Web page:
Finite Geometry
Notes


"Projective spaces over a finite field, otherwise known
as Galois geometries, find wide application in coding theory, algebraic
geometry, design theory, graph theory, and group theory as well as
being beautiful objects of study in their own right." The line diagrams at left are related to the twocolor patterns at right as follows.
The three line diagrams above result from the three partitions, into pairs of 2element sets, of the 4element set from which the entries of the bottom colored figure are drawn. Taken as a set, these three line diagrams describe the structure of the bottom colored figure. After coordinatizing the figure in a suitable manner, we find that these three line diagrams are invariant under the group of 16 binary translations acting on the colored figure. A more remarkable invariance— that of symmetry — Steven H. Cullinane 

Postscript
From a 2002
review by Stacy G. Langton of
Sherman Stein's book on mathematics, How the Other
Half Thinks:
"The title of Stein's book
(perhaps chosen by the publisher?) seems to refer to the popular left
brain/right brain dichotomy. As Stein writes (p. ix): 'I hope this book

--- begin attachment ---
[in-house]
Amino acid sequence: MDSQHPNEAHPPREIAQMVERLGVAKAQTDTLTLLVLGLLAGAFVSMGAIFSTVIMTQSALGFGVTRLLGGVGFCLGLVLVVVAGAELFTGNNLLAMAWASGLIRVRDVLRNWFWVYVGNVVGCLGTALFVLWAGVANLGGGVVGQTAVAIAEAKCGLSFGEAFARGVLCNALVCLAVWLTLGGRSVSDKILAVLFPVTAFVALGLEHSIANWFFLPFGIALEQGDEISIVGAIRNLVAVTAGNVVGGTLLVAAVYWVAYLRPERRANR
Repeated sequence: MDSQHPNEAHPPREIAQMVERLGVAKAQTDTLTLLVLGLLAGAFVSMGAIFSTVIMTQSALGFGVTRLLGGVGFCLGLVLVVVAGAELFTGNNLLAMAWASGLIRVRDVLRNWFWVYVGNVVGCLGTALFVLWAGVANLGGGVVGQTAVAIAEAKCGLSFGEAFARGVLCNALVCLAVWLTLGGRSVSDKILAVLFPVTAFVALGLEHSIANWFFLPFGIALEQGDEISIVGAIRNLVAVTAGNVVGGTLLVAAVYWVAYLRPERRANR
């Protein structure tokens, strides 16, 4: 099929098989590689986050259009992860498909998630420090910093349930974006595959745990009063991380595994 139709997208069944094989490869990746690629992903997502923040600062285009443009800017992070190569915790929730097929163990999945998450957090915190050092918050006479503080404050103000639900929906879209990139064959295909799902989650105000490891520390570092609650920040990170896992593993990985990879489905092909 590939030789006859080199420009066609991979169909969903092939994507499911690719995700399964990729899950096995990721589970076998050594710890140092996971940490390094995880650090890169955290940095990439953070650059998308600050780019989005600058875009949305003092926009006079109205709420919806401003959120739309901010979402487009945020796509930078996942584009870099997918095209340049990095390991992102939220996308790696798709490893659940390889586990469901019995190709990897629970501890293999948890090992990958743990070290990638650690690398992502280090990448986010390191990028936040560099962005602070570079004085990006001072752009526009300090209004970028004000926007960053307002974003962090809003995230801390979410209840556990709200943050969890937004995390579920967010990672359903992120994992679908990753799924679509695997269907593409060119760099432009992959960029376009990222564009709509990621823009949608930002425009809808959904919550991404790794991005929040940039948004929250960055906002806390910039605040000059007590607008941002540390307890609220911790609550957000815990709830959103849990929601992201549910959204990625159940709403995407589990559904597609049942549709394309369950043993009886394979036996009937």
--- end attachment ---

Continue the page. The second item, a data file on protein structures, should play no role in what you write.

will help bridge that notorious gap that separates the two cultures:
the humanities and the sciences, or should I say the right brain
(intuitive, holistic) and the left brain (analytical, numerical). As
the chapters will illustrate, mathematics is not restricted to the
analytical and numerical; intuition plays a significant role.' Stein
does well to avoid identifying mathematics with the activity of just
one side of the brain. He would have done better, however, not to have
endorsed the left brain/right brain ideology. While it does indeed
appear to be the case that the two sides of our brain act in rather
different ways, the idea that the right brain is 'intuitive, holistic,'
while the left brain is 'analytical, numerical,' is a vast
oversimplification, and goes far beyond the actual evidence."
Despite the evidence, it is
tempting to view the above pictures as illustrating, on the left, the
linediagram side, a cold, analytical approach to
diamond theory, and, on the right, the coloredpattern side, a
warm, intuitive approach to the same
Of course, these sides are
reversed when the information on this page reaches the brain,
so that the diagrams on the left side of the page go to the right side
of the brain, and the patterns on the right side of the page go to the
left side of the brain. This page layout may or may not help
the reader integrate the analytical and the intuitive natures of the
pictures. More likely to be helpful in such an integration,
playing the role of a corpus callosum, is the
combination of line diagrams and colored pattern in the central
illustration, "Invariant."

Page created July 16, 2004.
* Update of September 10, 2011:
The twoelement Galois field
GF(2) is of course the simplest such field.
The threeelement Galois field GF(3) also leads to some structures that
are easily visualized (see below), but that lack, since they involve an
odd prime,
some of the intriguing combinatorial properties of structures based on
GF(2).